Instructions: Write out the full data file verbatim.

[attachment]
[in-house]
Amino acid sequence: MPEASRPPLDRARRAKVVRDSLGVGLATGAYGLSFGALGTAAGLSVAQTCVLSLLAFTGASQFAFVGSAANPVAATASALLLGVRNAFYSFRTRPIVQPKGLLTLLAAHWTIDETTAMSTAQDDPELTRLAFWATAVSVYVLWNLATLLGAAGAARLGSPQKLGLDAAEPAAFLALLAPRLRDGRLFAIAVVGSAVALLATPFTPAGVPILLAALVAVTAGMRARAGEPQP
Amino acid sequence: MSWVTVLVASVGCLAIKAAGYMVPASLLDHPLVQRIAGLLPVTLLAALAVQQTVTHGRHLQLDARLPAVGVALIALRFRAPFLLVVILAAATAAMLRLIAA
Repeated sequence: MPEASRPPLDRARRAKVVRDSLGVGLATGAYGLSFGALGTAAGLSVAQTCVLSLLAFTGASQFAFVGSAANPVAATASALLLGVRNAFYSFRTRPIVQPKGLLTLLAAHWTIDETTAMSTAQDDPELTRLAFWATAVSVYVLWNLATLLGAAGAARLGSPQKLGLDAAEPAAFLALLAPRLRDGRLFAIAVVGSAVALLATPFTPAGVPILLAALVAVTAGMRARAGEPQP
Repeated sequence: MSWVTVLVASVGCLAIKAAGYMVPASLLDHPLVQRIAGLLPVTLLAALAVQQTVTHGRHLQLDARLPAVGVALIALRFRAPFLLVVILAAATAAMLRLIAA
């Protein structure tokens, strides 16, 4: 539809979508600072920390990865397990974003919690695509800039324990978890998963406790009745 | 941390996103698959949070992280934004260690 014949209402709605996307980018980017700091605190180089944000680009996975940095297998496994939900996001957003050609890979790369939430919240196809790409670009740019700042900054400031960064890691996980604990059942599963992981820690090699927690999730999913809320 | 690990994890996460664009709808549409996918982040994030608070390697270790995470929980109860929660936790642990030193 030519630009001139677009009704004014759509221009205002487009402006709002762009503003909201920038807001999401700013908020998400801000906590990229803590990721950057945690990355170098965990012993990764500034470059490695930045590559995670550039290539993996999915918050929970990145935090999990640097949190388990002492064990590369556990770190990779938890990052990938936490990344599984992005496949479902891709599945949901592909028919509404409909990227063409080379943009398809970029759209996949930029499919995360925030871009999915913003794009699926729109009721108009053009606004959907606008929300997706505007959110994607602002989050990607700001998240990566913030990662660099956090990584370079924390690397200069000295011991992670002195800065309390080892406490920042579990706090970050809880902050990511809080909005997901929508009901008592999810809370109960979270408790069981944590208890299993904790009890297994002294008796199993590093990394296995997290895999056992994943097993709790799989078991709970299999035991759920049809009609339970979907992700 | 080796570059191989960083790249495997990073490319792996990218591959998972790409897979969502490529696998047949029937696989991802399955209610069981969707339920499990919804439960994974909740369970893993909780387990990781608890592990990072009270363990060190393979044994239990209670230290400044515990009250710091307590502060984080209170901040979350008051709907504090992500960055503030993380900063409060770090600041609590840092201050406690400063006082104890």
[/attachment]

[in-house]
Amino acid sequence: MPEASRPPLDRARRAKVVRDSLGVGLATGAYGLSFGALGTAAGLSVAQTCVLSLLAFTGASQFAFVGSAANPVAATASALLLGVRNAFYSFRTRPIVQPKGLLTLLAAHWTIDETTAMSTAQDDPELTRLAFWATAVSVYVLWNLATLLGAAGAARLGSPQKLGLDAAEPAAFLALLAPRLRDGRLFAIAVVGSAVALLATPFTPAGVPILLAALVAVTAGMRARAGEPQP
Amino acid sequence: MSWVTVLVASVGCLAIKAAGYMVPASLLDHPLVQRIAGLLPVTLLAALAVQQTVTHGRHLQLDARLPAVGVALIALRFRAPFLLVVILAAATAAMLRLIAA
Repeated sequence: MPEASRPPLDRARRAKVVRDSLGVGLATGAYGLSFGALGTAAGLSVAQTCVLSLLAFTGASQFAFVGSAANPVAATASALLLGVRNAFYSFRTRPIVQPKGLLTLLAAHWTIDETTAMSTAQDDPELTRLAFWATAVSVYVLWNLATLLGAAGAARLGSPQKLGLDAAEPAAFLALLAPRLRDGRLFAIAVVGSAVALLATPFTPAGVPILLAALVAVTAGMRARAGEPQP
Repeated sequence: MSWVTVLVASVGCLAIKAAGYMVPASLLDHPLVQRIAGLLPVTLLAALAVQQTVTHGRHLQLDARLPAVGVALIALRFRAPFLLVVILAAATAAMLRLIAA
């Protein structure tokens, strides 16, 4: 539809979508600072920390990865397990974003919690695509800039324990978890998963406790009745 | 941390996103698959949070992280934004260690 014949209402709605996307980018980017700091605190180089944000680009996975940095297998496994939900996001957003050609890979790369939430919240196809790409670009740019700042900054400031960064890691996980604990059942599963992981820690090699927690999730999913809320 | 690990994890996460664009709808549409996918982040994030608070390697270790995470929980109860929660936790642990030193 030519630009001139677009009704004014759509221009205002487009402006709002762009503003909201920038807001999401700013908020998400801000906590990229803590990721950057945690990355170098965990012993990764500034470059490695930045590559995670550039290539993996999915918050929970990145935090999990640097949190388990002492064990590369556990770190990779938890990052990938936490990344599984992005496949479902891709599945949901592909028919509404409909990227063409080379943009398809970029759209996949930029499919995360925030871009999915913003794009699926729109009721108009053009606004959907606008929300997706505007959110994607602002989050990607700001998240990566913030990662660099956090990584370079924390690397200069000295011991992670002195800065309390080892406490920042579990706090970050809880902050990511809080909005997901929508009901008592999810809370109960979270408790069981944590208890299993904790009890297994002294008796199993590093990394296995997290895999056992994943097993709790799989078991709970299999035991759920049809009609339970979907992700 | 080796570059191989960083790249495997990073490319792996990218591959998972790409897979969502490529696998047949029937696989991802399955209610069981969707339920499990919804439960994974909740369970893993909780387990990781608890592990990072009270363990060190393979044994239990209670230290400044515990009250710091307590502060984080209170901040979350008051709907504090992500960055503030993380900063409060770090600041609590840092201050406690400063006082104890």